Document Type : Letter to editor
1 Shahed University of Medical Sciences, Tehran, Iran
2 Department of Social Medicine, School of Medicine, Shahed University, Tehran, Iran
3 Tehran University of Medical Sciences, Tehran, Iran
4 Department of Traditional Medicine, School of Medicine, Shahed University, Tehran, Iran
Complementary and Alternative Medicine (CAM) is a vast area of medicine that includes both diagnosis and therapies using conventional medicine; and in this type of medicine, the principle is to maintain human health first, and then to cure diseases. Despite a huge range of advances in modern medicine, there has been surprisingly an increasing interest in CAM within recent years. Thus, it is somehow recognized as a serious, worldwide public health concern (1).
One in three people uses the CAM treatments in his/her lifetime, especially for the common ailments such as backache, headache, anxiety, and depression. Many medical schools in the world have included CAM in their curriculums. For example, at the National Center for Complementary and Alternative Medicine in the United States (2), CAM covers for some educational materials in homeopathy and naturopathy courses. It is also significantly integrated in the alternative medicine systems in ancient countries such as Iran, India, and China. CAM is patient-centered and claims to facilitate patients’ self-healing process. According to the theories of this medicine, human body has innate mechanisms for maintaining health and, of course, curing illnesses. The major goal of CAM is to activate such mechanisms and mobilize the emotional and spiritual forces of each individual to fight the diseases (3).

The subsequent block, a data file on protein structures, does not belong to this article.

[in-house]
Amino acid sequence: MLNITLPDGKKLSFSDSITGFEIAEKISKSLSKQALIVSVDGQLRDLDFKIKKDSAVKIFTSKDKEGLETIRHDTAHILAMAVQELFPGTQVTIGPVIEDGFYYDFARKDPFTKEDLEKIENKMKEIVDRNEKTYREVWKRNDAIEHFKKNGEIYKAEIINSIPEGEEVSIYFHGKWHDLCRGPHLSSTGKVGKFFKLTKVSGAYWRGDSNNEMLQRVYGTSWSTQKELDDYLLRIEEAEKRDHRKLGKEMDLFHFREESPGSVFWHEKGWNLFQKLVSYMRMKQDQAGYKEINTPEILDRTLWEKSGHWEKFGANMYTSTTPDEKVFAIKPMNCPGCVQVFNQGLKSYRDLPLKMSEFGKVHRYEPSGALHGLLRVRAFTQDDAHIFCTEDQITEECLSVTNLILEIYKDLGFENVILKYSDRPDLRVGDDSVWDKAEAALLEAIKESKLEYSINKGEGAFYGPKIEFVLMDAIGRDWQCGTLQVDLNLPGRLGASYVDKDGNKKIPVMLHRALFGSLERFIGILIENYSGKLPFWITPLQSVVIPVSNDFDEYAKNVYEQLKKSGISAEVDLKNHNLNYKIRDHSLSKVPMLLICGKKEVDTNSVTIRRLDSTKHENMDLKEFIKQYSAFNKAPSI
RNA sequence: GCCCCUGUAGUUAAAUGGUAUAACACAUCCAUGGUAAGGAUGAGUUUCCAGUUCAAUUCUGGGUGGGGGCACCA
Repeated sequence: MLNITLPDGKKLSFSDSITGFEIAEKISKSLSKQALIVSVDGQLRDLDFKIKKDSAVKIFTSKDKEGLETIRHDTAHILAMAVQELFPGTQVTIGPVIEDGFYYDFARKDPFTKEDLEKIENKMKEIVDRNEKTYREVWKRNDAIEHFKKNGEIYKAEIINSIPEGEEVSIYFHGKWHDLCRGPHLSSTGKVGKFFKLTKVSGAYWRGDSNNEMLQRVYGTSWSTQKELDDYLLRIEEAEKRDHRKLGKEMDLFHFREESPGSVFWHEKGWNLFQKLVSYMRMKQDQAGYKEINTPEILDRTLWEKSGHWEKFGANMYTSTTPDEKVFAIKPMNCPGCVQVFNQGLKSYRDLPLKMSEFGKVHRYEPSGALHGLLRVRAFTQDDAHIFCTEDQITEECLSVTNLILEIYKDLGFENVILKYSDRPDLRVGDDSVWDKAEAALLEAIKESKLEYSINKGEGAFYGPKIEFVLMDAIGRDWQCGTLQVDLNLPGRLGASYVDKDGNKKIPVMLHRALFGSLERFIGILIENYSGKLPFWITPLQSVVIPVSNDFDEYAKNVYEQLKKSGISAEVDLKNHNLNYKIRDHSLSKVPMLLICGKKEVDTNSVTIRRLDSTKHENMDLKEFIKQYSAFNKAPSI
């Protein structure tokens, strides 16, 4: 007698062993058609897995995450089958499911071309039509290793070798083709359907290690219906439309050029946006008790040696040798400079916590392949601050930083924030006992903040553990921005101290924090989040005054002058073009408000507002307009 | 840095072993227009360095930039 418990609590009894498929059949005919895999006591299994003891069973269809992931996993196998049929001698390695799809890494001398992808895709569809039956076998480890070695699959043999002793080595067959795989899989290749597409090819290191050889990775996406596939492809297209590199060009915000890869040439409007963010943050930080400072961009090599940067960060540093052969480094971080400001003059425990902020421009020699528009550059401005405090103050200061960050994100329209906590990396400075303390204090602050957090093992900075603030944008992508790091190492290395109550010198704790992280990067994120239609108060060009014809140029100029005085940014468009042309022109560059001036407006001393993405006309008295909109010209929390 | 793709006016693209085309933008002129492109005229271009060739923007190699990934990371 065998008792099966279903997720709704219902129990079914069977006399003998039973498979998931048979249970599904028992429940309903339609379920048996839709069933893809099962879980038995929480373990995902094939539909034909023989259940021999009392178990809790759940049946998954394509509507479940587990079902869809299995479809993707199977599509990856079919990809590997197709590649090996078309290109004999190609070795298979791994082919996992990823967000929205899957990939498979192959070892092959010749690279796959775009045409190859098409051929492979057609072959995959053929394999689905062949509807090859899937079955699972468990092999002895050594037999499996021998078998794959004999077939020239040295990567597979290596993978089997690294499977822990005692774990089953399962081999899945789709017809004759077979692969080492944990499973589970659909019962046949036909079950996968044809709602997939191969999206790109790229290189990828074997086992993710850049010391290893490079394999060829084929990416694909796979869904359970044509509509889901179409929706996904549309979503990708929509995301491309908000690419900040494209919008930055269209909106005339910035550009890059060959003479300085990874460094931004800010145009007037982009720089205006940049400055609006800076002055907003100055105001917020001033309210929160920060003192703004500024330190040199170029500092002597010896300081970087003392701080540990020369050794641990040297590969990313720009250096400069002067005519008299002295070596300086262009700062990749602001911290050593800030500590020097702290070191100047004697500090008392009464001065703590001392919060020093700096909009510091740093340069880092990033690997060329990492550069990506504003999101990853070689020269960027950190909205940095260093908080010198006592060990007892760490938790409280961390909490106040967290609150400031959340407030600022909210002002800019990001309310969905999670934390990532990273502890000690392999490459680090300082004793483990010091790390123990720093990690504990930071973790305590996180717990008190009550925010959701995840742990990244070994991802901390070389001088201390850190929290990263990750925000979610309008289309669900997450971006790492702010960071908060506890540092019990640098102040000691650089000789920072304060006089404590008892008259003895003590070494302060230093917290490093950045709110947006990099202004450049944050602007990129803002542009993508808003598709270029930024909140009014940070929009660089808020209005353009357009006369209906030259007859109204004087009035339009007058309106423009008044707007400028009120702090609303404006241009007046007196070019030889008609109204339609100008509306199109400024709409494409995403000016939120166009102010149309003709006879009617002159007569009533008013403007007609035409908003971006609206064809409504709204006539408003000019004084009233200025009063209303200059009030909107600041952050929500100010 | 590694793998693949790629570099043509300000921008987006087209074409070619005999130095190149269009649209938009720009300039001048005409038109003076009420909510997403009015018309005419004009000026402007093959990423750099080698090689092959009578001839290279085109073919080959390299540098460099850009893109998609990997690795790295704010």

We know that CAM is basically based on empirical studies. Many researchers have reported that the social components of the tendency for complementary medicine fall into two main categories including repulsive and attractive factors. The repulsive factors are “iatrogenic effects of conventional medicine” and “superior position of the physician,” and the attractive factors consist of “systemic approach,” “socio-cultural attitude,” and “economic advantage of CAM” (4). This letter attempts to show that the reasons can be more than those factors. We believe that the reasons for the growing public tendency for CAM also consist of “Holistic factor, which means CAM relies on the body’s healing power instead of treating symptoms using medication. Thus, with this holistic belief that is spiritually, psychologically and socially more attractive to the believers, therefore, accordingly this belief increases patients’ satisfaction.
Another major component of CAM is based on lifestyle modification, therefore, most of CAM methods have five common principles for a better lifestyle including proper management of stresses; spiritual approaches; exercises; removing/reducing any type of addiction (especially smoking and alcohol); and dietary recommendations. Most people believe in spirituality, so as a consequence of lacking this factor in classical medicine, CAM looks more attractive to people. CAM claims that by strengthening the immune system via self-medication methods, patient’s body is able to achieve a desirable result; thus, such an approach causes interest of patients. On the other hand, economic issues also play another major role in making CAM more interesting to the public, especially in lower socio-economic level. For example, a study indicated that about 80% of people from the Southern Hemisphere were more interested in CAM than modern medicine due to the financial issues and the lower cost of CAM treatments. Dissatisfaction with current modern drugs and the bad attitude of health care providers play another important role in higher public interest in CAM. In developing countries, over a third of the population does not have access to the basic medical facilities, so better and easier accessibility to CAM makes it more feasible and attractive in such societies.
Conflict of Interest